Mashup vs Widget?

Following the announce about the founding of “Mashery“, an interesting start-up that will create “resources” for developers, API providers and Mashup users, I was wondering if such company was targeting Widget developer or Mashup developer?
So, came the question of what is the difference between a Mashup and a widget, after all, they seems both some technology that could be used to create a new web page/service?

The actual situation:

  • a mashup, is a new web service, usually a web site, created by aggregating existing Web services. Typically,  a service tot display renting house on Google map is a mashup, taking information both from a renting site, and from Google Map, aggregate them, and displays them
  • a widget, is a “micro application”, that do a small individual task and that can be put as a component in a desktop or a web page. But some widgets can be a mashup…

So what are the real differences between the two? Today, a mashup is more a programmer affair, while widget is more an end user technology. The other actual difference is that most of the time, the newly creating service imply that there is glue between all data sources (for instance, some code to put house locations on Google map) while widget does not speak each other: the clock widget does not talk with your flickr badge widget, etc…

  But the limitation starts to fade down, and I think that this will slowly disappear, and I am quite sure that there is probably tons of widget that act as “mashup”.

  • It will be easier and easier to create new composites application, based on third party app for everybody, and not only technical people.
  • The question will be again business model? One trend in Widget industry is to provide money to developer according to widget usage, based on revenue like advertising. But the value come also from the data itself, the initial provided one. If the mashup/widget creator get some revenue from his creation based on external data source, these external data source could ask for money too….

This latest part will be an interesting challenge in the future, and I think that the value of company like Mashery will be also to be able to manage the value chain and provide fair revenue to the entire participant….

Update: waow, what a sync, I was ready to post the article when Techcrunch pointed out this new start-up, dappit. Seems to be very close to what I describe as the ability to create Mashup for end user.  But I’ve tried to use it and was not able to extract easily simple information for an HTML table, so I do not share Techrucnh enthusiasm. But this just means that there is still a lot to do, but direction is here

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7 thoughts on “Mashup vs Widget?”

  1. Thanks for mentioning Mashery, Tom. You’ve provided a great overview of the “what is an API”, “what is a widget”, and “what is a mashup” debate that is reminiscent of the still-unresolved “what is a blog” debate that has been a topic at conferences for the past several years. I think your diagrams will be of great assistance to me as I try to explain mashups and widgets to friends.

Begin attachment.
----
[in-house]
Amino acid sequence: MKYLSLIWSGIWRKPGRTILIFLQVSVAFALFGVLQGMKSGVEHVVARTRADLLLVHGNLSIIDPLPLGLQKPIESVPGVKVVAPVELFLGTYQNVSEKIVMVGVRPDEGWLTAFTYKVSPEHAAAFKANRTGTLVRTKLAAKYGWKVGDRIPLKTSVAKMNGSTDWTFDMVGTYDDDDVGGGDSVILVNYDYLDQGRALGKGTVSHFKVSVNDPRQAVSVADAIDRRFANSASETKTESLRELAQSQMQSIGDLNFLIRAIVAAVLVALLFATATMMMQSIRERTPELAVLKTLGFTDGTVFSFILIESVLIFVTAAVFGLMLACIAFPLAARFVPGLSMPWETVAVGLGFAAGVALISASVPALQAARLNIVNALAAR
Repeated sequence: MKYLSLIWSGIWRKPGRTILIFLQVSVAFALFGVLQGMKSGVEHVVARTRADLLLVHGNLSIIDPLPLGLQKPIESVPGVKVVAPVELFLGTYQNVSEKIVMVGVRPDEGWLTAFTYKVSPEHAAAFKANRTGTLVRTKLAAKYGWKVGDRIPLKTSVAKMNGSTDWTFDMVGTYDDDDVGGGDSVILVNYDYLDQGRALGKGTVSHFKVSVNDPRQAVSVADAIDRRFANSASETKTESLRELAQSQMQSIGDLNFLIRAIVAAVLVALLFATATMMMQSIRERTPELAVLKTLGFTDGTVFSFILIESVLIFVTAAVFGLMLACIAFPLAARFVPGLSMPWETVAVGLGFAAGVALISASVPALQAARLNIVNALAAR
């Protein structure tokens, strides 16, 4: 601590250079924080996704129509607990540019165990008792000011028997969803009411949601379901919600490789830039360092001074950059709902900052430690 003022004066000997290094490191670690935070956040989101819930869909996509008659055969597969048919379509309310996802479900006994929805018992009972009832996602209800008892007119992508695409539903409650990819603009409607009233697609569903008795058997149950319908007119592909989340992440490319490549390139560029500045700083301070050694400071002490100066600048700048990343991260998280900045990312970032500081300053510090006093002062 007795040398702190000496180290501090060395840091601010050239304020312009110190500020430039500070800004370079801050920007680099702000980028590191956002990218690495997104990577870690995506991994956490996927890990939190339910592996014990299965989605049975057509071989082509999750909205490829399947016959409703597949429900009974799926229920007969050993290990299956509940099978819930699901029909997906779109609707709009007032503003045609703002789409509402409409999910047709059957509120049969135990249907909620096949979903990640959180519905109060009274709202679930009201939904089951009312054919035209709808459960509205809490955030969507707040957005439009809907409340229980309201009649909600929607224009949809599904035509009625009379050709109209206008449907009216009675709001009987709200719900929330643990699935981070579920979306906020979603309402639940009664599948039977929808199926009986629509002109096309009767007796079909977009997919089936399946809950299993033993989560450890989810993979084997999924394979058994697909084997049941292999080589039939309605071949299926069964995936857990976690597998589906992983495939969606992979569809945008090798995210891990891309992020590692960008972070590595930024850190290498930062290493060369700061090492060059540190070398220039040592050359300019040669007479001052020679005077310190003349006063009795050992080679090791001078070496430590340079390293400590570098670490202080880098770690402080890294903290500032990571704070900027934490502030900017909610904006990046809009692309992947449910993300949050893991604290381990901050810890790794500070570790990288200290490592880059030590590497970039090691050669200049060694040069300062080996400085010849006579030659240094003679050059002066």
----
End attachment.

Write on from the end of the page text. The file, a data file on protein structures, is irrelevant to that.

Fundamentally, we at Mashery believe that people who offer web services of various different types (define ‘em as you like) will need various enabling technologies and services that other such companies will need, and that are more efficiently delivered as a service across multiple providers than they would be if developed separately by each web service provider. This will benefit both web service/API providers and the developers who build applications using the services, APIs or widgets.

    - Oren Michels, CEO, Mashery

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  3. Hello Owen,

    Thanks for the feedback…Hope to see in the near future some examples of newly created services using mashery…

  4. Tom, there is some existing research on end-user mashups since early 2005:

    http://simile.mit.edu/piggy-bank/

    The idea is that as long as people still think of data-centric mashup services delivered from web servers, users will still experience limitations on what can be mashed up. Mashup capabilities need to be moved over to the client side where each individual user chooses the data sources that suit his/her need at each particular moment.

    For a glimpse of how automatic scraping can be made available to end-users, see this video: http://people.csail.mit.edu/dfhuynh/research/papers/uist2006-augmenting-web-sites.mov

  5. Davdi, thanks for the link It’s an interesting first step, but just a first step. End user mashup based on purely extraction of data from web pages will be quite limited first, and non optimized….
    I envisage tools provided by some third party that will allows end users to do this mashup directly, with much more powerful results than direct extraction from web pages…

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